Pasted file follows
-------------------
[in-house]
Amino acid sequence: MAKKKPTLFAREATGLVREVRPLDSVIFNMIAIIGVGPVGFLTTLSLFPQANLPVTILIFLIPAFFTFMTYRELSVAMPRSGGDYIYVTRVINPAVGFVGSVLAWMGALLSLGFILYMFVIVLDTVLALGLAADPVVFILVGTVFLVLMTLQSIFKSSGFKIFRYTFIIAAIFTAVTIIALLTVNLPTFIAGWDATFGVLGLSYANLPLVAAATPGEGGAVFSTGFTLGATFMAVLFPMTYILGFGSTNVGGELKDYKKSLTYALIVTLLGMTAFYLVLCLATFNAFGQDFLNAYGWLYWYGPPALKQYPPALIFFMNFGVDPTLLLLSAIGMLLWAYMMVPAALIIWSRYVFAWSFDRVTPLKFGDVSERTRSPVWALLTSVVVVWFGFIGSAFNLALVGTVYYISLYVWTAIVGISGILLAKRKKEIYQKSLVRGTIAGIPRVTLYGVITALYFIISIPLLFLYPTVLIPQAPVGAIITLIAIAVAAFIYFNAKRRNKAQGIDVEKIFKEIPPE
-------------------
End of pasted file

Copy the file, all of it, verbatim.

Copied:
[in-house]
Amino acid sequence: MAKKKPTLFAREATGLVREVRPLDSVIFNMIAIIGVGPVGFLTTLSLFPQANLPVTILIFLIPAFFTFMTYRELSVAMPRSGGDYIYVTRVINPAVGFVGSVLAWMGALLSLGFILYMFVIVLDTVLALGLAADPVVFILVGTVFLVLMTLQSIFKSSGFKIFRYTFIIAAIFTAVTIIALLTVNLPTFIAGWDATFGVLGLSYANLPLVAAATPGEGGAVFSTGFTLGATFMAVLFPMTYILGFGSTNVGGELKDYKKSLTYALIVTLLGMTAFYLVLCLATFNAFGQDFLNAYGWLYWYGPPALKQYPPALIFFMNFGVDPTLLLLSAIGMLLWAYMMVPAALIIWSRYVFAWSFDRVTPLKFGDVSERTRSPVWALLTSVVVVWFGFIGSAFNLALVGTVYYISLYVWTAIVGISGILLAKRKKEIYQKSLVRGTIAGIPRVTLYGVITALYFIISIPLLFLYPTVLIPQAPVGAIITLIAIAVAAFIYFNAKRRNKAQGIDVEKIFKEIPPE